This Yale Brown Obsessive Compulsive Scale (Y-BOCS) calculator assesses the severity of symptoms experienced in the past week and monitors OCD evolution. You can find more information about the scale and the extra symptom checklist below the form.

1. How much of your time is occupied by obsessive thoughts?

2. How much do your obsessive thoughts interfere with functioning in your social, work, or other roles?

3. How much distress do your obsessive thoughts cause you?

4. How much of an effort do you make to resist the obsessive thoughts?

5. How much control do you have over your obsessive thoughts?

6. How much time do you spend performing compulsive behaviors?

7. How much do your compulsive behaviors interfere with functioning in your social, work, or other roles?

8. How anxious would you become if you were prevented from performing your compulsive behaviors?

9. How much of an effort do you make to resist the compulsions?

10. How much control do you have over the compulsions?

How does this Yale Brown Obsessive Compulsive Scale (Y-BOCS) calculator work?

This is a health tool that evaluates the severity and type of OCD characteristic symptoms in patients. It is a self report scale, therefore the patient is let to personally assess the presence and intensity of the symptoms. The interpretation of the result and any additions are then left at the clinical judgment of the assessor.

The scale was built by Wayne K Goodman and fellow researchers in 1989, in the attempt to develop a severity diagnosis and a monitoring tool.

Before beginning the interview, the evaluator is advised to define both the concept of compulsions and that of obsessions to the patient and provide some examples, for further reference. The recommended definitions are:

■ Obsessions are unwelcome and distressing ideas, thoughts, images or impulses that repeatedly enter your mind. They may seem to occur against your will. They may be repugnant to you, you may recognize them as senseless, and they may not fit your personality.

■ Compulsions, on the other hand, are behaviors or acts that you feel driven to perform although you may recognize them as senseless or excessive. At times, you may try to resist doing them but this may prove difficult. You may experience anxiety that does not diminish until the behavior is completed.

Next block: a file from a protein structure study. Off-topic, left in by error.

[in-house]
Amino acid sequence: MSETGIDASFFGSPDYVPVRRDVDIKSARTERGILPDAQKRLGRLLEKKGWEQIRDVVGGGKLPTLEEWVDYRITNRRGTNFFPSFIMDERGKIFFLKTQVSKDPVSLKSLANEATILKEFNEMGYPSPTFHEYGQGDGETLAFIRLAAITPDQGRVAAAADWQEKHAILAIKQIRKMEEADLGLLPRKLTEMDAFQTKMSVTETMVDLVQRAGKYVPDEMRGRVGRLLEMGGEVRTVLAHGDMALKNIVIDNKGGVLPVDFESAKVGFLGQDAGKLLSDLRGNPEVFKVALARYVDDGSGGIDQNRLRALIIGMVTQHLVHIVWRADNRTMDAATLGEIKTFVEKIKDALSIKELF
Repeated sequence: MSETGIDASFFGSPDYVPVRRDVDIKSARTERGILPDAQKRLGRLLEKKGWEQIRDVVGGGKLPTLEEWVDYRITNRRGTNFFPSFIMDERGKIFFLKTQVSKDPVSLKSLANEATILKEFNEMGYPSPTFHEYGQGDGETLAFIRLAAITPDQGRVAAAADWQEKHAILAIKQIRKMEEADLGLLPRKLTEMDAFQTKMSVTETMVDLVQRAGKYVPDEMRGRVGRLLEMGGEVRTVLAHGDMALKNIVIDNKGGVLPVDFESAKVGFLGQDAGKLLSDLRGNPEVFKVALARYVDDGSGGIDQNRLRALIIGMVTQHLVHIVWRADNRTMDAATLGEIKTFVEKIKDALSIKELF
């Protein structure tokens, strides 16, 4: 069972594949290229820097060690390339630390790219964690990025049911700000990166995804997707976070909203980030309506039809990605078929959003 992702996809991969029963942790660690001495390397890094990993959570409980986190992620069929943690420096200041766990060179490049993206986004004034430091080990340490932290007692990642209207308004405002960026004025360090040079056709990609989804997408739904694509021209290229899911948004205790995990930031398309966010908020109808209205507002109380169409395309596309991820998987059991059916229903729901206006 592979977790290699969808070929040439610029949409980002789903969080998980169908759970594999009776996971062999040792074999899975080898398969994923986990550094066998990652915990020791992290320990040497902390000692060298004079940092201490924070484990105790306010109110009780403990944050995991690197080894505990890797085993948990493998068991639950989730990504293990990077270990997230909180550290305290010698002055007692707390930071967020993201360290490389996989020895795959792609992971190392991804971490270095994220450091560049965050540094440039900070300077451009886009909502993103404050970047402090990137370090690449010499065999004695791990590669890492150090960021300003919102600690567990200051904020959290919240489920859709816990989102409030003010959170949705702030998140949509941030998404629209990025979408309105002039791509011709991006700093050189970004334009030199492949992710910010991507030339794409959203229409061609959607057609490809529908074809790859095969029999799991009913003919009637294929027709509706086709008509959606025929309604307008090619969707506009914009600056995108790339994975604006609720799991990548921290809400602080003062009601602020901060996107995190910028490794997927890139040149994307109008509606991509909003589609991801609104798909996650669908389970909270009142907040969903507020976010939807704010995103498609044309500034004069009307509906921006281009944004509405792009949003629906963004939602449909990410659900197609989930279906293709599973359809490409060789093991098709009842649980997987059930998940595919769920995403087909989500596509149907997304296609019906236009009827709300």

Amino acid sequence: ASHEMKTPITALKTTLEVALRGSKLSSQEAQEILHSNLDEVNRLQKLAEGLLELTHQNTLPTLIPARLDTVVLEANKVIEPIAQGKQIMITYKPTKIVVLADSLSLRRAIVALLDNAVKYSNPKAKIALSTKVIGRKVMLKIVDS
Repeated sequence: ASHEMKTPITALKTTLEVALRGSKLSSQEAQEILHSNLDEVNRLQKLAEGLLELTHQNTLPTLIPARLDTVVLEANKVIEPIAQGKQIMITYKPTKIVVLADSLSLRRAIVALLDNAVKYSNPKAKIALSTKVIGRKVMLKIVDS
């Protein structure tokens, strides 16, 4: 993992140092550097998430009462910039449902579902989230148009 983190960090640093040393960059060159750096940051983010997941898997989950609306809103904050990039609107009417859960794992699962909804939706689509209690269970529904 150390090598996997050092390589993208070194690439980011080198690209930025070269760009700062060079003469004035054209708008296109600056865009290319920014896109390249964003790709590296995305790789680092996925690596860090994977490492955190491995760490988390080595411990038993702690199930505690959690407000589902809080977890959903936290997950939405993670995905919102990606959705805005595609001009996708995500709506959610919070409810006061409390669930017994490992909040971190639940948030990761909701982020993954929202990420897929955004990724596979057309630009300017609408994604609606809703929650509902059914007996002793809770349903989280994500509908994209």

The ten questions in the scale are focused on the main effect and life quality alteration due to the presence of the mental health disturbance:

1. Time occupied by obsessive thoughts.

2. Interference due to obsessive thoughts.

3. Distress associated with obsessive behavior.

4. Resistance against obsessions.

5. Degree of control over obsessive thoughts.

6. Amount of time spent performing compulsive behaviors.

7. Interference due to compulsive behaviors.

8. Distress associated with compulsive behavior.

9. Resistance against compulsions.

10. Degree of control over compulsive behavior.

Score interpretation

There are 10 questions in the Yale Brown Obsessive Compulsive Scale (Y-BOCS) calculator that aim at interpreting the symptoms in the time period of a week.

The evaluator is advised to interview the patient by asking the questions in the order they are provided as well as listing the choices of answers. Each answer is awarded a number of points, ranging from 0 for the least intensity to 4 for the highest severity that will form the total result at the end.

There are two partial scores given as well, one summing the scores of questions 1 to 5 (for obsessions) and the second summing the scores from items 6 to 10 (for compulsions).

The total score interpretation is as follows:

Score Level of OCD
0 - 7 Sub clinical
8 - 15 Mild
16 - 23 Moderate
24 - 31 Severe
32 - 40 Extreme

The higher the patient rates in either of the components, the more significant the negative impact of the present symptoms on the quality of life and interpersonal relations.

Y-BOCS Symptom Checklist

The following lists comprise of all the types of obsessions currently met and diagnosed in patients all over the world. Each of them is classified based on the type of fear, obsession or compulsion represented and the ones ticked by the patient usually form a target symptom list for obsessive compulsive disorder.